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Maryland officials to highlight 2,000 fentanyl overdose deaths on billboards throughout Baltimore region

Maryland officials to highlight 2,000 fentanyl overdose deaths on billboards throughout Baltimore region
Bags of heroin, some laced with fentanyl, are displayed before a press conference regarding a major drug bust. (Drew Angerer / Getty Images)

Two federal law enforcement agencies in Maryland are teaming up to increase awareness about the deadly consequences of fentanyl and other opioids that have been fueling mounting overdose deaths in the state and across the nation.

The Drug Enforcement Administration and the Maryland U.S. Attorney’s office are partnering to deploy billboards in Baltimore that will illustrate the large number of fentanyl-overdose deaths — expected to surpass 2,000 this year — and the minuscule amount — less than two milligrams — that can be fatal.

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The effort is aimed at increasing public awareness of fentanyl while law enforcement pursues enhanced punishments for dealers of the deadly drug.

“State and federal law enforcement and prosecutors in Baltimore City are working together to arrest and prosecute those who peddle deadly fentanyl on our streets and in our neighborhoods,” U.S. Attorney Robert K. Hur said last week. “More and more people are dying from fentanyl overdoses in Baltimore city and throughout the state. We must do everything we can to reduce overdose deaths from this drug and from all opioids.”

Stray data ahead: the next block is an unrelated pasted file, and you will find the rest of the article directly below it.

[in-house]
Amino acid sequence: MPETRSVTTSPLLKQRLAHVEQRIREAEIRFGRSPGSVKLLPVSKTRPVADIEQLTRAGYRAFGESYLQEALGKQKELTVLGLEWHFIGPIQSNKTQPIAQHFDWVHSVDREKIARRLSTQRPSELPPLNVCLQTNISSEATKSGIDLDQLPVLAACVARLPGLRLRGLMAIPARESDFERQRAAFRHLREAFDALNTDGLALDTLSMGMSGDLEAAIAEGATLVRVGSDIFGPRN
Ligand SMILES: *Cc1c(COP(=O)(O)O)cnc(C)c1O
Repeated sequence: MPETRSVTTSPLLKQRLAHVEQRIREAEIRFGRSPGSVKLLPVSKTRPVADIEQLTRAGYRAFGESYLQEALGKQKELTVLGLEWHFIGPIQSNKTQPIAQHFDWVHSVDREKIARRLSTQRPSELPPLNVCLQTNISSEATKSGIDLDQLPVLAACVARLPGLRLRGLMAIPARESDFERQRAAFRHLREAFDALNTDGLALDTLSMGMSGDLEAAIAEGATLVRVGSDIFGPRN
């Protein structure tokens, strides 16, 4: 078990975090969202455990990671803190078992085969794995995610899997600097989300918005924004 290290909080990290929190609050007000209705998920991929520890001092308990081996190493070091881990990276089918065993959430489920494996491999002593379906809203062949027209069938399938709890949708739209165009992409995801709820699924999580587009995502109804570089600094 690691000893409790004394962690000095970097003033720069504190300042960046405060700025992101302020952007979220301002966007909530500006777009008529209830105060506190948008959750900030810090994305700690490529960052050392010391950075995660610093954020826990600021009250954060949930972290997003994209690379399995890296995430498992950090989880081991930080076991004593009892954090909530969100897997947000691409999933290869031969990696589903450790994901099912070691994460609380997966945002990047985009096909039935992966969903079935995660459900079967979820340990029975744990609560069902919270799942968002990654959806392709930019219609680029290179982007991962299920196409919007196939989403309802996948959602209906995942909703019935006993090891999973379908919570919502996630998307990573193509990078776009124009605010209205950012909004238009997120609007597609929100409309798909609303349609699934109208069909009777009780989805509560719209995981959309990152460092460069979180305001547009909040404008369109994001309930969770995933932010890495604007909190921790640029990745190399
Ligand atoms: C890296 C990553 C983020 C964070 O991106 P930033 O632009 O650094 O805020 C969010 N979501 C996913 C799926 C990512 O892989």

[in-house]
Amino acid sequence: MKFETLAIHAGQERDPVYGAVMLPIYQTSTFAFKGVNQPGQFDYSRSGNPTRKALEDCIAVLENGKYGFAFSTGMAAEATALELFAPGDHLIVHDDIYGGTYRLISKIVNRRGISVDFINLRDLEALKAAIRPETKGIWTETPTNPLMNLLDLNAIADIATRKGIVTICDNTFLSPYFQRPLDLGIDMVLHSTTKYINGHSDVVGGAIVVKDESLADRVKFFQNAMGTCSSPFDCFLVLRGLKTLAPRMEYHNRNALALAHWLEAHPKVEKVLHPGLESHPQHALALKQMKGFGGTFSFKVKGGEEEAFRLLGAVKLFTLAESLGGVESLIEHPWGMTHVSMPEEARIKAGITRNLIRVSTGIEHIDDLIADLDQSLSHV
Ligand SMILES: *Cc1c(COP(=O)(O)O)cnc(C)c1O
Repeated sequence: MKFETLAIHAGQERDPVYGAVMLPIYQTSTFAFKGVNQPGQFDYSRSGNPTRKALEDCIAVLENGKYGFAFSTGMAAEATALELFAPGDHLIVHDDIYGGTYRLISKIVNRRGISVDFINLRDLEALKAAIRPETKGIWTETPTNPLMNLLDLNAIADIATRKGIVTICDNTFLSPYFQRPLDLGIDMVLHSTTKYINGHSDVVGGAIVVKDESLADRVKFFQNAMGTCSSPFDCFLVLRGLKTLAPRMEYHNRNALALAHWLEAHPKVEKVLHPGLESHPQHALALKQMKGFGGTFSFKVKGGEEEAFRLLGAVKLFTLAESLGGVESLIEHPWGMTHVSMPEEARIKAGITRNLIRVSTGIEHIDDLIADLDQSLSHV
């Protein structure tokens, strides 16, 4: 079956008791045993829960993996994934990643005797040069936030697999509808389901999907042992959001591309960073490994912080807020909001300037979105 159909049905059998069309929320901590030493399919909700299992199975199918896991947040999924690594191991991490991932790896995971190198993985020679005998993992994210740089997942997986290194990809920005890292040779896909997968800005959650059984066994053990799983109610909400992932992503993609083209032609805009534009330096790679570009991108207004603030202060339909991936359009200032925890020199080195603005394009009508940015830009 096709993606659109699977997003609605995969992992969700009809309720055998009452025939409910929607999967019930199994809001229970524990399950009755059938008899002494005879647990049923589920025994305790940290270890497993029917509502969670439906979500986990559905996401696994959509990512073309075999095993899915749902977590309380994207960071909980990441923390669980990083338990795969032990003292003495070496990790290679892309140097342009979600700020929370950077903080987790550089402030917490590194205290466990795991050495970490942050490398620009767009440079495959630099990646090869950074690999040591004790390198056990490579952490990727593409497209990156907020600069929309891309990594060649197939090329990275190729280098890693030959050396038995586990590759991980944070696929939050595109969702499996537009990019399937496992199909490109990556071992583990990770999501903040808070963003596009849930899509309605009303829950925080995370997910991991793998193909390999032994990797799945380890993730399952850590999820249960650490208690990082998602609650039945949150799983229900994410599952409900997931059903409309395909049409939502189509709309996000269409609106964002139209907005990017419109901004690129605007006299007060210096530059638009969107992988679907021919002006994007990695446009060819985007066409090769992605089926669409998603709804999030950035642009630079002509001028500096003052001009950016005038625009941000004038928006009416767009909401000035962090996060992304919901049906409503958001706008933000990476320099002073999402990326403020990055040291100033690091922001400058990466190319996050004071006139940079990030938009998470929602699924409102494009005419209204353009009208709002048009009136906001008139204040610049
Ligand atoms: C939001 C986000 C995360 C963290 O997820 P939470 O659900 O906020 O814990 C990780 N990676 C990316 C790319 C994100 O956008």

In the first half of 2018 — the most recent data available from the Maryland Health Department — there were 1,185 opioid-related overdose deaths, up 15 percent from 1,032 for the same period last year and up 159 percent from 458 in 2014, according to state health data.

Fentanyl has been driving the increase: Nearly 88 percent of opioid overdose deaths in the first six months of this year involved fentanyl, up from a quarter four years ago.

Fentanyl-related deaths began to increase in 2013 as drug users began taking heroin mixed with “nonprescription fentanyl produced in clandestine laboratories and mixed with, or substituted for, heroin or other illicit substances,” according to the Maryland Health Department’s most recent report.

“Nearly all fentanyl-related deaths occurring in recent years have involved the use of nonpharmaceutical fentanyl,” the state reported.

Fentanyl-related deaths have hit all age groups, races, genders and geographies. Most occurred in combination with heroin while about a third involved cocaine and 20 percent involved alcohol.

Baltimore has felt the biggest impact in raw numbers. From January to June this year, 442 people died from opioid-related overdoses in Baltimore, a 23 percent increase from 358 for the same period last year. That’s more than the entire state’s increase of 15 percent.

But other jurisdictions have seen larger percentage increases. Anne Arundel County deaths grew by 26 percent, from 102 in the first two quarters of 2017 to 129 this year. And Carroll and Washington counties both recorded 76 percent jumps to just less than 50 deaths in the first half of this year.

Prince George's County, meanwhile, saw a 19 percent decrease, from 63 deaths to 51.

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